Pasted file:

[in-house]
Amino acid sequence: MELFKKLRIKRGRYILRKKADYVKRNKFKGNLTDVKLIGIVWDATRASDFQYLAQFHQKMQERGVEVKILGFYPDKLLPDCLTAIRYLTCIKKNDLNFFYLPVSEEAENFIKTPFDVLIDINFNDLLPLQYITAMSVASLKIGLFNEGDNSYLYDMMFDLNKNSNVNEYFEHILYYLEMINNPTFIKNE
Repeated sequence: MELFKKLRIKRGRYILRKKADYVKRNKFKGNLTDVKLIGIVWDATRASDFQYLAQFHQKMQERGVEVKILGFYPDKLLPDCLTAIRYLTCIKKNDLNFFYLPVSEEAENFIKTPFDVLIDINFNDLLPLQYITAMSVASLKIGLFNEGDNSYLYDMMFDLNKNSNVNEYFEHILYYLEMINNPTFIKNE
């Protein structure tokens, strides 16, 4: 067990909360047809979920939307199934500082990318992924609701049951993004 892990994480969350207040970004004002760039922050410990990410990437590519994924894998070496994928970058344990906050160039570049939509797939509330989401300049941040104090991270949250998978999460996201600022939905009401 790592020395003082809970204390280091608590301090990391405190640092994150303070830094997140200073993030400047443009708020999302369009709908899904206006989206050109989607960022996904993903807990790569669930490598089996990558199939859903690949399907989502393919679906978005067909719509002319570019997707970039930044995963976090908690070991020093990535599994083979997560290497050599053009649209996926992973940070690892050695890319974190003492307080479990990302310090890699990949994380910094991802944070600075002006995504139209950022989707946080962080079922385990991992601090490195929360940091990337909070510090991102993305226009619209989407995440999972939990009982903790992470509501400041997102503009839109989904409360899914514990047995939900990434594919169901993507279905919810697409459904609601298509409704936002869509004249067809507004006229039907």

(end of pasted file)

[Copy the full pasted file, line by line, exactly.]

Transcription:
[in-house]
Amino acid sequence: MELFKKLRIKRGRYILRKKADYVKRNKFKGNLTDVKLIGIVWDATRASDFQYLAQFHQKMQERGVEVKILGFYPDKLLPDCLTAIRYLTCIKKNDLNFFYLPVSEEAENFIKTPFDVLIDINFNDLLPLQYITAMSVASLKIGLFNEGDNSYLYDMMFDLNKNSNVNEYFEHILYYLEMINNPTFIKNE
Repeated sequence: MELFKKLRIKRGRYILRKKADYVKRNKFKGNLTDVKLIGIVWDATRASDFQYLAQFHQKMQERGVEVKILGFYPDKLLPDCLTAIRYLTCIKKNDLNFFYLPVSEEAENFIKTPFDVLIDINFNDLLPLQYITAMSVASLKIGLFNEGDNSYLYDMMFDLNKNSNVNEYFEHILYYLEMINNPTFIKNE
């Protein structure tokens, strides 16, 4: 067990909360047809979920939307199934500082990318992924609701049951993004 892990994480969350207040970004004002760039922050410990990410990437590519994924894998070496994928970058344990906050160039570049939509797939509330989401300049941040104090991270949250998978999460996201600022939905009401 790592020395003082809970204390280091608590301090990391405190640092994150303070830094997140200073993030400047443009708020999302369009709908899904206006989206050109989607960022996904993903807990790569669930490598089996990558199939859903690949399907989502393919679906978005067909719509002319570019997707970039930044995963976090908690070991020093990535599994083979997560290497050599053009649209996926992973940070690892050695890319974190003492307080479990990302310090890699990949994380910094991802944070600075002006995504139209950022989707946080962080079922385990991992601090490195929360940091990337909070510090991102993305226009619209989407995440999972939990009982903790992470509501400041997102503009839109989904409360899914514990047995939900990434594919169901993507279905919810697409459904609601298509409704936002869509004249067809507004006229039907």